ArchiveBlogBlog 14

Famous for a Little Longer

By Jess Pinnell

I major in photojournalism. I love the prospect that I can take one photo, put it into context, and let the picture do the talking. I often feel as if one photograph can tell much more of a story than anything I say or write.

I also get to be behind the camera and separate myself from the news story. I don’t like the sound of my voice. I also like to keep myself in an unkempt appearance with a utilitarian wardrobe. I’ve always looked down on broadcast journalists as fake, pretty people who are products to be sold on television.

Metro TV is a television station. There are no photographers on the staff. We only use still photos for imported, international stories where we don’t have the resources to send a videographer and broadcast journalist. Seeing that they wouldn’t send me to Gaza for the five weeks, I had one option – be a broadcast journalist.

I eventually made my very own story. There were some difficulties, like getting consent to film strangers. But, I went out to the streets (literally) and talked to people. I also secured two government interviews with government officials. I found out that the laws were intentionally not being enforced until drivers had a fair amount of time to install seatbelts in their cars. I found information that nobody in the newsroom already knew.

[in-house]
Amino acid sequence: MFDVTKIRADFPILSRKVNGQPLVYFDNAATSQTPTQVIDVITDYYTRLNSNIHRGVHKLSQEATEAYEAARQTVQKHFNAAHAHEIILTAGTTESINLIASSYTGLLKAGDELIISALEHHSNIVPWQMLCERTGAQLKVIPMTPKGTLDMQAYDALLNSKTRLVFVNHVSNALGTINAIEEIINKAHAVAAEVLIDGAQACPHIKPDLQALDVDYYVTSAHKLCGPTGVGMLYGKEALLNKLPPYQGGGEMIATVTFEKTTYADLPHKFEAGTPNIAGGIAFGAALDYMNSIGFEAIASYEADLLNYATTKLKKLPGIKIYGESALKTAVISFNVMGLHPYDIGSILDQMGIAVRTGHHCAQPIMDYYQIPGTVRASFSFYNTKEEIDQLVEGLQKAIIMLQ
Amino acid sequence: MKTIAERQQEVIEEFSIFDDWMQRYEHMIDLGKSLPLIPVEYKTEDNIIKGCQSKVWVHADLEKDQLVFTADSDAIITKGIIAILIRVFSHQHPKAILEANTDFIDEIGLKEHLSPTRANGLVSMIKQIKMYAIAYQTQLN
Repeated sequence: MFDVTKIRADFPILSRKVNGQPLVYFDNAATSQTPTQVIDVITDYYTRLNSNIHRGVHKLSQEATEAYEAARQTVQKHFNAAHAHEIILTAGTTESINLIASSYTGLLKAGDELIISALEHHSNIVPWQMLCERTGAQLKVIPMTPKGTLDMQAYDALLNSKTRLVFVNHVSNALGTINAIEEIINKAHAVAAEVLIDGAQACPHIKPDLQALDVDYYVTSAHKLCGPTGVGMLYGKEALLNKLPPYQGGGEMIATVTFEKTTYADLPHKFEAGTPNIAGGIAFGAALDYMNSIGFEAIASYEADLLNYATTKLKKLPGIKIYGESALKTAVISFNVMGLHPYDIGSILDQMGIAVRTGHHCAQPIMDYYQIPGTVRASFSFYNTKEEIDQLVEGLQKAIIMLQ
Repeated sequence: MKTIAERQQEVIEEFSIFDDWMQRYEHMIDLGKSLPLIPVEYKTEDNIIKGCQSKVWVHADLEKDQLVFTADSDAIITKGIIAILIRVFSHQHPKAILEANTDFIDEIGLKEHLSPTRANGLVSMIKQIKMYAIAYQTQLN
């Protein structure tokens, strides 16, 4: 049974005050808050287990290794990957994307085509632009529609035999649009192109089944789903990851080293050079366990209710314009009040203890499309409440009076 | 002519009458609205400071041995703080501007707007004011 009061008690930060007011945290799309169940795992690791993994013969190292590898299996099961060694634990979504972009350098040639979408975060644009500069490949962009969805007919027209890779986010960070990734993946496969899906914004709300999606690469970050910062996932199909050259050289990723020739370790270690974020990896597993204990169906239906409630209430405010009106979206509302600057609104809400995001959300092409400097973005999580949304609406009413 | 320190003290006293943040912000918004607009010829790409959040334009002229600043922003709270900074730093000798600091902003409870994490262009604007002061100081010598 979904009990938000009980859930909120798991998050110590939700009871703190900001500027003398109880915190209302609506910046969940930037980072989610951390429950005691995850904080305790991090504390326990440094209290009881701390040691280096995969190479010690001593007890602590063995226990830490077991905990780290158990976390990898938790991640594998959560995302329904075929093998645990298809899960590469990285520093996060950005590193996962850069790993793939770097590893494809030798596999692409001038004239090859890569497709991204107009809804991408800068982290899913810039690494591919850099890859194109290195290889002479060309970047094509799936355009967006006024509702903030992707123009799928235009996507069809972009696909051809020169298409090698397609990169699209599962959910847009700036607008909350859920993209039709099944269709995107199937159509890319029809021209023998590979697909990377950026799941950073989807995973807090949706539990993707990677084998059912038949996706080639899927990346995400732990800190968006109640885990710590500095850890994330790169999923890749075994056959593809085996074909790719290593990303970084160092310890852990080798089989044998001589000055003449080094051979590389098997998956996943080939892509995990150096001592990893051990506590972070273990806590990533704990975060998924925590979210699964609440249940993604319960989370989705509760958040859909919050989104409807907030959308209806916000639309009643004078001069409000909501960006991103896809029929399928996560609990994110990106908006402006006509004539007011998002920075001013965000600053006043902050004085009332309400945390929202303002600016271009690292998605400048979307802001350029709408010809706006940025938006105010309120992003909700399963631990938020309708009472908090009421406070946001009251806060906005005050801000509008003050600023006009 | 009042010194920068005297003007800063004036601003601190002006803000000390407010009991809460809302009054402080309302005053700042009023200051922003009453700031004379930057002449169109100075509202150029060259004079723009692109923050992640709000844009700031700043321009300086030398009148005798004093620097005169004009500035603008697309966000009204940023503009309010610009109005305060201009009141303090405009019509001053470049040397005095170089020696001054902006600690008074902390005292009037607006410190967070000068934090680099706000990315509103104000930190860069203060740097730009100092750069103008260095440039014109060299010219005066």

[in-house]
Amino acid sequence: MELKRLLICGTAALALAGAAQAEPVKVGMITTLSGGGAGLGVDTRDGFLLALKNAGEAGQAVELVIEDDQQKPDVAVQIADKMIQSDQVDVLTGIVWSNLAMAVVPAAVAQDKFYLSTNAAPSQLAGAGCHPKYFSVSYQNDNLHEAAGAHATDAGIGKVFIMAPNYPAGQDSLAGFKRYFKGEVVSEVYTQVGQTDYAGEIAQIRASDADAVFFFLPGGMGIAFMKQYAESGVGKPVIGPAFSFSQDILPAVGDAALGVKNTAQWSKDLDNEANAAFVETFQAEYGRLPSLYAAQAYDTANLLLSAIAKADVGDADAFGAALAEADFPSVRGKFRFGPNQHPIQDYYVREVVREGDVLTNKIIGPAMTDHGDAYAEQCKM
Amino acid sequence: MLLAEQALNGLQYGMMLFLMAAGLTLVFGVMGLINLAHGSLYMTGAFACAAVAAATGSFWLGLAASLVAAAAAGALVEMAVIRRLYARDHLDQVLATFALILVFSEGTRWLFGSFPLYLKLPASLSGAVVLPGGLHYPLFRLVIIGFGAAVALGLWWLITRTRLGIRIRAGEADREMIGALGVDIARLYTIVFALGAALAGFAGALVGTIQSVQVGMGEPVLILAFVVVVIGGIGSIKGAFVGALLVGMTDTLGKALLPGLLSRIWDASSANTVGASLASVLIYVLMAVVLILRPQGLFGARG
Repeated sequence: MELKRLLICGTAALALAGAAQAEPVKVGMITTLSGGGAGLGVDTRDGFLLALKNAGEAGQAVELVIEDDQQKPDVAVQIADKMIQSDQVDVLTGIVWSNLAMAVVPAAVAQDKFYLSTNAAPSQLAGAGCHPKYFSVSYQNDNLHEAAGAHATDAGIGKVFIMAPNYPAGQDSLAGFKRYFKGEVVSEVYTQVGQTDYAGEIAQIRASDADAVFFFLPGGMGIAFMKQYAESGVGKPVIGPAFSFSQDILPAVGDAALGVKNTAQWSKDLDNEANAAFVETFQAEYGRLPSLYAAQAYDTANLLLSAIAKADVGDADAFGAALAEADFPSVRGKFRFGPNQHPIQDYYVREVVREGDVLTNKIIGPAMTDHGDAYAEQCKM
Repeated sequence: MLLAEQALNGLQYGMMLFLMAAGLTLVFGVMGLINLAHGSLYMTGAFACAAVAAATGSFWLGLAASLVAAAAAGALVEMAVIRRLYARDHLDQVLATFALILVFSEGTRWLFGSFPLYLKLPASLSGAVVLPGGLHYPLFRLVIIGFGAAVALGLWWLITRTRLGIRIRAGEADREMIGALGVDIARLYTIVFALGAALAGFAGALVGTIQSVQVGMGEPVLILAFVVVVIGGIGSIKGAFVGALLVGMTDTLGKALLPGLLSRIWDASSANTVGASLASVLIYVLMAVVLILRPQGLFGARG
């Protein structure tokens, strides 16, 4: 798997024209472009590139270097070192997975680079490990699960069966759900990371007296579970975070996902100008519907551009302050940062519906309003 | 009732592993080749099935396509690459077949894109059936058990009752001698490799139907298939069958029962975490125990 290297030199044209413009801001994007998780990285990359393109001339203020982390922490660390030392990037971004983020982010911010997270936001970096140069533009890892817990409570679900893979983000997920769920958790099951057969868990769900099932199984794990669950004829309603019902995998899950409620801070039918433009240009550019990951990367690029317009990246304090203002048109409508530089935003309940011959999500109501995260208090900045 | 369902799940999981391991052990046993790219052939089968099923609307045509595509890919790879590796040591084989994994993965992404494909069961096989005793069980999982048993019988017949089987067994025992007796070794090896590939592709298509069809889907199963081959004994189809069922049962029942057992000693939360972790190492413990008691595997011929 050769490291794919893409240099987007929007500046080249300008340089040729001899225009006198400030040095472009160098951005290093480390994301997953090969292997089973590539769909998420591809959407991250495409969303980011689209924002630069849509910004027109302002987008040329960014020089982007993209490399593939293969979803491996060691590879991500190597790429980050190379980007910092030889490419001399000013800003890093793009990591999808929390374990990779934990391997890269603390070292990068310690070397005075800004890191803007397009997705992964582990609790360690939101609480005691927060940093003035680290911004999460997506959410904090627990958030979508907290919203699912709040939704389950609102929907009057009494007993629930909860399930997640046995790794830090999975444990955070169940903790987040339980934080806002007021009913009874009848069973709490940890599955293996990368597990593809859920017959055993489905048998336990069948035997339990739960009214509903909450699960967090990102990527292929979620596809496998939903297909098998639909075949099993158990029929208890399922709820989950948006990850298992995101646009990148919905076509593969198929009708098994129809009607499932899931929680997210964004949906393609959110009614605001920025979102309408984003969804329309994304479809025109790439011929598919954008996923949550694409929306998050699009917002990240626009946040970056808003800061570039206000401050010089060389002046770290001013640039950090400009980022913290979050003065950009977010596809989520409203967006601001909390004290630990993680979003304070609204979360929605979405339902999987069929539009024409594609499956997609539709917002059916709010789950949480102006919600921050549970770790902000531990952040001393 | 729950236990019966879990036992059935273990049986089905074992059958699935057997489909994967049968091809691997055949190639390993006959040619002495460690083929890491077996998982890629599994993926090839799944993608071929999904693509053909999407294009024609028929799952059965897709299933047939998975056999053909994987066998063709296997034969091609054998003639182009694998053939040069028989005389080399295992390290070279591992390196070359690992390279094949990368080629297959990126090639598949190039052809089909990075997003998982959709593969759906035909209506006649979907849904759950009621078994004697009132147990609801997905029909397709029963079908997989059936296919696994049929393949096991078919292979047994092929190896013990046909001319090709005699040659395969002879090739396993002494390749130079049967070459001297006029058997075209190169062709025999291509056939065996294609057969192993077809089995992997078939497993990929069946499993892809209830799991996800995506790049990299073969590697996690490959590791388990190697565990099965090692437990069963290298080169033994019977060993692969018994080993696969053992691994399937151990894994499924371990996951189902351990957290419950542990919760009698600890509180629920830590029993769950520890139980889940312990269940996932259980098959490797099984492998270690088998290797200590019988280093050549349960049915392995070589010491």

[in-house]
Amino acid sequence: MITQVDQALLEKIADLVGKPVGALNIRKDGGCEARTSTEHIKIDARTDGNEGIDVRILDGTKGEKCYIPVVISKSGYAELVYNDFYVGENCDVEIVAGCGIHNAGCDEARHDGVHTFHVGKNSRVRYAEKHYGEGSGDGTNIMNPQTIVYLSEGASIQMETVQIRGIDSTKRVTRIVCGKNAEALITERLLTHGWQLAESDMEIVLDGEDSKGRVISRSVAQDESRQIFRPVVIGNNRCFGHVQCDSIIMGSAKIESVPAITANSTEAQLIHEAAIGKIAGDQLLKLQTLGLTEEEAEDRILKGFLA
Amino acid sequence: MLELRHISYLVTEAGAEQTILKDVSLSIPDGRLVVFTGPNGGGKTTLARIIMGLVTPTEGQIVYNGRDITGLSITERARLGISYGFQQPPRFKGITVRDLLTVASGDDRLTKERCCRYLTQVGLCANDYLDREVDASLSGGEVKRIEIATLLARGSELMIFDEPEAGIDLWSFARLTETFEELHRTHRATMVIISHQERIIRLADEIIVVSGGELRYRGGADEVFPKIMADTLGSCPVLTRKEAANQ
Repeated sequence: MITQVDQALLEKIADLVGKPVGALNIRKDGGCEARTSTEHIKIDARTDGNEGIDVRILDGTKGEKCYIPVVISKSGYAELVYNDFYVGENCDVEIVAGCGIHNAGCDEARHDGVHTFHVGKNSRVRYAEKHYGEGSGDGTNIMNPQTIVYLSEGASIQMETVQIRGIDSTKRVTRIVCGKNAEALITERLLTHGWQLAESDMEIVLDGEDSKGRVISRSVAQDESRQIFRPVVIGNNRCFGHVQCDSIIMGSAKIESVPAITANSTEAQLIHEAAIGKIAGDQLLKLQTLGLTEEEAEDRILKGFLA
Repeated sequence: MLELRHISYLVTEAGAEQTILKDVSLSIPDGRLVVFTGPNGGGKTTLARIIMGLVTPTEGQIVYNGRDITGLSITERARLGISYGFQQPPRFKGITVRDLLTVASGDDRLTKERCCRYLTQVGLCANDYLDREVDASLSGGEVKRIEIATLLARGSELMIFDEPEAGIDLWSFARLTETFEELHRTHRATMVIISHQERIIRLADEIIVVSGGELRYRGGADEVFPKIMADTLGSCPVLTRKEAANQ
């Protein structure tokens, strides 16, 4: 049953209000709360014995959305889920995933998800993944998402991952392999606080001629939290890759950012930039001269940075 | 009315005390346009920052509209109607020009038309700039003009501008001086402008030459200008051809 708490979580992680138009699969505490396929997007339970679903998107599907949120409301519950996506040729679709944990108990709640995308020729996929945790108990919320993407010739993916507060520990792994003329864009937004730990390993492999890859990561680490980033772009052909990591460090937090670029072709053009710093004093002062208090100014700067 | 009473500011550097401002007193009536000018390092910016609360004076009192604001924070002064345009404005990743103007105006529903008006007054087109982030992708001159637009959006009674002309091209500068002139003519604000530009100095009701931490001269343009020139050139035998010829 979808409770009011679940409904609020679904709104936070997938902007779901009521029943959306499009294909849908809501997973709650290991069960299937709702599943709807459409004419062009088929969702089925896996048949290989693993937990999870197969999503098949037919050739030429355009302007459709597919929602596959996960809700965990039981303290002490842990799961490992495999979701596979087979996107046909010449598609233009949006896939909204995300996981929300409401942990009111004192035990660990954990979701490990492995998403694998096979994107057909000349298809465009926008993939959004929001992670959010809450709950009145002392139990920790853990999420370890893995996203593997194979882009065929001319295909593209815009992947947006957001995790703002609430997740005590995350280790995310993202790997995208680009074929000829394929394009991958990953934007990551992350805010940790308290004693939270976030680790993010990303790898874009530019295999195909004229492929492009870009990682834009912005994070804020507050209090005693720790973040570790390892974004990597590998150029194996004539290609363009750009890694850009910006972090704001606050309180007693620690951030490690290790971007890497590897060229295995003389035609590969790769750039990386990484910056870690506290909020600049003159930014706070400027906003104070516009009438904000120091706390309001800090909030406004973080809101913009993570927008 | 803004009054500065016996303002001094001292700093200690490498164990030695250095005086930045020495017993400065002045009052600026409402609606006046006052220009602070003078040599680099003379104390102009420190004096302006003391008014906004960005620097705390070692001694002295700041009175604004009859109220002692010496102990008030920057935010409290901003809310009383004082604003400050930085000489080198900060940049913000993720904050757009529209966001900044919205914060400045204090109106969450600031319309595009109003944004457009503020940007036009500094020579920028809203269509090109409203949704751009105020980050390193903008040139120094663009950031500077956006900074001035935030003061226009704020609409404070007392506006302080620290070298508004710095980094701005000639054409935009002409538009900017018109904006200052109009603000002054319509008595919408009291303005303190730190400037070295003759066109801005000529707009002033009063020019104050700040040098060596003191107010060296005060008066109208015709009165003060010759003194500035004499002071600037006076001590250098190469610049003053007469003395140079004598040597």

They were going to air it twice. It would air once on the evening news and once on the morning news the following day. Then it would become officially “old news” and disappear into the archives.

I stayed late that night to watch it air on the evening news. It aired last, as it was more of a human-interest story than hard-hitting news. It was still cool to see myself on national television – despite the fact that the anchor (despite several arguments beforehand) still insists to this day that my last name is pronounced as “PEE-Nell.”

When I got back the office the next day, Metro had a surprise waiting for me. My story was now #2 in the lineup, and it would be on both the morning news and the news at 1 p.m.

Here’s the #1 story: GRAPHIC

Here’s my story:

I was at #2 because my story was related to #1. A “tipper truck” (proper English for dump truck) had collided with a taxicab, killing a family of four. Metro had secured raw footage of the four dead bodies lined up along the road. I was a little surprised that they were willing to show fresh corpses, but I was all for it. I love the idea of uncensored news.

In short, the top story was that four people, including children, had been killed in a traffic accident. Then, we aired me right behind it, although we didn’t directly suggest that wearing a seatbelt would have saved them.

I got to be famous for a little longer.